This is now back in the news, though somewhat overshadowed by other recent events. A National Audit Office report published yesterday shows how the government has selected towns to bid for the £3.6bn ‘towns fund’ for England. The towns fund is expected to support towns that currently do not have the right conditions to develop and sustain strong local economies. The Guardian has previously reported how some of the most deprived towns in England have been left out of the scheme, and Labour claims that ministers may have allocated funding for political gain at the 2019 election.
In Yorkshire, a total of 16 towns have been selected: Castleford, Dewsbury, Doncaster, Goldthorpe, Keighley, Rotherham, Scarborough, Goole, Shipley, Wakefield, Whitby, Brighouse, Morley, Stocksbridge, Todmorden and Stainforth. See here for further details. Whilst it’s fair to say these areas are indeed in need of a financial boost, it is notable there is very little for any of the Labour strongholds around Sheffield, Leeds and Hull. Expect more on this from some of our local Labour MPs.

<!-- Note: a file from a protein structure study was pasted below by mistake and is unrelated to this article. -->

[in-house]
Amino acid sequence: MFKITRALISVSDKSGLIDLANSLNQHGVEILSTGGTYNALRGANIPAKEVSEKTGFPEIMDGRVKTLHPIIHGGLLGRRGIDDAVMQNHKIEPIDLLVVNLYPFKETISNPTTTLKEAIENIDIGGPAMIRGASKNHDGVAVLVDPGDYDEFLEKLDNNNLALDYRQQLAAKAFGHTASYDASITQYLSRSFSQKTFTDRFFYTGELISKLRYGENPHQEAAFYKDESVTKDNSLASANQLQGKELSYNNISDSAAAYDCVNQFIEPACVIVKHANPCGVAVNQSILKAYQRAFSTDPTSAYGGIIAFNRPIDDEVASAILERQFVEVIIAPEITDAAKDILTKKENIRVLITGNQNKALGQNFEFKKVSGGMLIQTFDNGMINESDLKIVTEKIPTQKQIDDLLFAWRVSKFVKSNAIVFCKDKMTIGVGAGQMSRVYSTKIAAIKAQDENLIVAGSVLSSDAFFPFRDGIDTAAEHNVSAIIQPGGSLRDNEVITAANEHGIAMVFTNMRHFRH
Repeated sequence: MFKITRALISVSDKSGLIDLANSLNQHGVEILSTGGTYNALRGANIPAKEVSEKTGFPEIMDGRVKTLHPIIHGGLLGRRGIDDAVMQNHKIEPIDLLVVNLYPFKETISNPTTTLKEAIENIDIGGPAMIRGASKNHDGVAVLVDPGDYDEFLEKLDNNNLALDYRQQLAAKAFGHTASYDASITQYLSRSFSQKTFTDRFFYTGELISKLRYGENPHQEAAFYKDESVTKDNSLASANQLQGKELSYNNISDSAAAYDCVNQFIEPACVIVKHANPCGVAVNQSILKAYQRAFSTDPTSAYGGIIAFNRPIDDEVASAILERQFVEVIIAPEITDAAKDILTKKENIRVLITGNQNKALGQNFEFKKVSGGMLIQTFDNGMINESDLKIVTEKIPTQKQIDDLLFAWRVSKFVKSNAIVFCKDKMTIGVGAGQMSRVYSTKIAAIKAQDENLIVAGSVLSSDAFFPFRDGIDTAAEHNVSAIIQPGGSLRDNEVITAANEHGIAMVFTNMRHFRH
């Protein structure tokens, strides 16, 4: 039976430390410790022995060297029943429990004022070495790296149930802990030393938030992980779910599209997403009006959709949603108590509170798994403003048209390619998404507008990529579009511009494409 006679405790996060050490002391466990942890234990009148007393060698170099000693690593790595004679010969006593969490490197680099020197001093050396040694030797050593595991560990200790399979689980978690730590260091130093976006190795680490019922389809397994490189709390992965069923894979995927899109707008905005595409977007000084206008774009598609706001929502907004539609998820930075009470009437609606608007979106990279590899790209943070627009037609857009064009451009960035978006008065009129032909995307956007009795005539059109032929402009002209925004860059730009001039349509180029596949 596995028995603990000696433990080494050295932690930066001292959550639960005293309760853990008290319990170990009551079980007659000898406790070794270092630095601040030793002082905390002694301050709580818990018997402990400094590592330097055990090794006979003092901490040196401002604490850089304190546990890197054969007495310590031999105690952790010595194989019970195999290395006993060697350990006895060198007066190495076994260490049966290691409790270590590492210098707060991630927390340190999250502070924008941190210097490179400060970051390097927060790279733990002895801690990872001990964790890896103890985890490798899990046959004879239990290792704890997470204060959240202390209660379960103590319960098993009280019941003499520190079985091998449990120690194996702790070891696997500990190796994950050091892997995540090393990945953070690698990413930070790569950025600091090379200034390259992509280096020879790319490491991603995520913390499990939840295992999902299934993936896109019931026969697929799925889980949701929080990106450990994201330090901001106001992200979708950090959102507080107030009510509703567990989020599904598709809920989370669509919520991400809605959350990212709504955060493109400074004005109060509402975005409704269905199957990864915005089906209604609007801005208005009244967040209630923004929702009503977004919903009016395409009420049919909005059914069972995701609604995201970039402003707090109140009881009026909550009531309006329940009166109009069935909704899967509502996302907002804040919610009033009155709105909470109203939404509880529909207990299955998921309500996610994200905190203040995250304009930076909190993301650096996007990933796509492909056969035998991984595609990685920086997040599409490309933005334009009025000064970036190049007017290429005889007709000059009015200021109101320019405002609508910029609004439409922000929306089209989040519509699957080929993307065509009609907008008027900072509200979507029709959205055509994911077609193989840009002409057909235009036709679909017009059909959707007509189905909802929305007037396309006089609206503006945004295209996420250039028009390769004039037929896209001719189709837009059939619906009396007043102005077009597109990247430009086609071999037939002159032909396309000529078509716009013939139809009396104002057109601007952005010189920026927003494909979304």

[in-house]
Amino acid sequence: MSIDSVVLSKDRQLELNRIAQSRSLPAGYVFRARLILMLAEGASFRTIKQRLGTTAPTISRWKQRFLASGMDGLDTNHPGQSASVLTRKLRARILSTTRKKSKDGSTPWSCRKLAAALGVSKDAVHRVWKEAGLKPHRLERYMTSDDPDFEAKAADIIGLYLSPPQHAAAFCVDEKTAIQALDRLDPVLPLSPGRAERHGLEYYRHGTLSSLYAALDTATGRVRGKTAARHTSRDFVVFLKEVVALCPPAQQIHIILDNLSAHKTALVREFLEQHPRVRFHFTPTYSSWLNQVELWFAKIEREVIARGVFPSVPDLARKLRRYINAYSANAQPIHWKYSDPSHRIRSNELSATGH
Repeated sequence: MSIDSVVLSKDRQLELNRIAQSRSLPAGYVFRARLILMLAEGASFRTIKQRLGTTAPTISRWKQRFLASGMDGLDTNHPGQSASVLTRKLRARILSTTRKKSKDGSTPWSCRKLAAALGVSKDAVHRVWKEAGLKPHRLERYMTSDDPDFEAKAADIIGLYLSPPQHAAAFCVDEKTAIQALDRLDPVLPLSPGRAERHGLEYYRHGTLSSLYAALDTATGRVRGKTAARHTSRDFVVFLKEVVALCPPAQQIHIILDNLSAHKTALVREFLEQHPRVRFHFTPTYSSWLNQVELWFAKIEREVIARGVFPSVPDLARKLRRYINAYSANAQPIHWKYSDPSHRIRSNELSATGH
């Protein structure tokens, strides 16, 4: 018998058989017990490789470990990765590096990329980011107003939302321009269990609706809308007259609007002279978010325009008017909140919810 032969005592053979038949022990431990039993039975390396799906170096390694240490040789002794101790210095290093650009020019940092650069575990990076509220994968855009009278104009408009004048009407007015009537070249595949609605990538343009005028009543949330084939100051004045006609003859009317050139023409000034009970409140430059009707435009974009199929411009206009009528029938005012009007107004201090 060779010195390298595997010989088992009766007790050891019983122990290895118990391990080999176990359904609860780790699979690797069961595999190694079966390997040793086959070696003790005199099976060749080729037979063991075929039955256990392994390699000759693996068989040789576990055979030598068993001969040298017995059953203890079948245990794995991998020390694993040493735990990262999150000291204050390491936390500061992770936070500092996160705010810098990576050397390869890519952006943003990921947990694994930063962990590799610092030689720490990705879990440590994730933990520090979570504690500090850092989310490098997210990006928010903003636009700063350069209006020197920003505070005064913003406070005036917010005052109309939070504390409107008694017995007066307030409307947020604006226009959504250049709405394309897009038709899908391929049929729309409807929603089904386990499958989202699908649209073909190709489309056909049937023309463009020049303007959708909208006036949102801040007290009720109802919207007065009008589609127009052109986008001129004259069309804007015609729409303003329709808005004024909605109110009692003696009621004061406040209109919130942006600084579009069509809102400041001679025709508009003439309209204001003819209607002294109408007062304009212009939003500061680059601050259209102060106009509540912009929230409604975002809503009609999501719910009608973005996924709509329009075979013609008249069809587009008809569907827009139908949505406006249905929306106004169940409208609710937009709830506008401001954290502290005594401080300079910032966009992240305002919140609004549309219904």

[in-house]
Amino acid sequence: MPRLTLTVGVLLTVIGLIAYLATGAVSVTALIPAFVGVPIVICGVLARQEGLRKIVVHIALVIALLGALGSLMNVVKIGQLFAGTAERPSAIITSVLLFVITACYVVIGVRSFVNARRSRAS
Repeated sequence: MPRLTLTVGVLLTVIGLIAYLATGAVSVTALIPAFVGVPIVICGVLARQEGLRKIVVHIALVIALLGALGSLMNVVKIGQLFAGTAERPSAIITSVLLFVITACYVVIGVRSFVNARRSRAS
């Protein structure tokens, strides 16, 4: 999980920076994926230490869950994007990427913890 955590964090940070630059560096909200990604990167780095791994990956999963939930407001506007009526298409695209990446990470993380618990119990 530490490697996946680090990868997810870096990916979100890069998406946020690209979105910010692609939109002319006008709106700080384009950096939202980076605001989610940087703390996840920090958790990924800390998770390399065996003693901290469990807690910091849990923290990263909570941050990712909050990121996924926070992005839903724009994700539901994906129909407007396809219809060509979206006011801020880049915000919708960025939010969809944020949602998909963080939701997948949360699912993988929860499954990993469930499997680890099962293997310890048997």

The issue around local council funding and support is massive. If, as expected, there is a second wave of coronavirus, it’s hard to see how councils will be able to respond, especially as they’ve now been given enhanced powers to impose local lockdowns. As the prime minister said at the daily briefing last Friday:
“It has to be right that we take local action in response to local outbreaks – there is no point shutting down a city in one part of the country to contain an outbreak in another part of the country.”
This reinforces the fact that it is local councils that are at the coalface when dealing with the pandemic – and increasingly it will be to the local councils that the national government turns to when there are spikes in the virus. But cash-strapped authorities already reeling from ten years of austerity measures must be dreading a second wave, as much if not more so than the population they serve.
It’s going to be a long summer break for MPs (the House of Commons does not reconvene until 1 September) but for local councils it could be make or break. A government willing to stump up for the hospitality industry and giving mates-rates to people like Tim Martin, needs to start coughing up where it is most needed.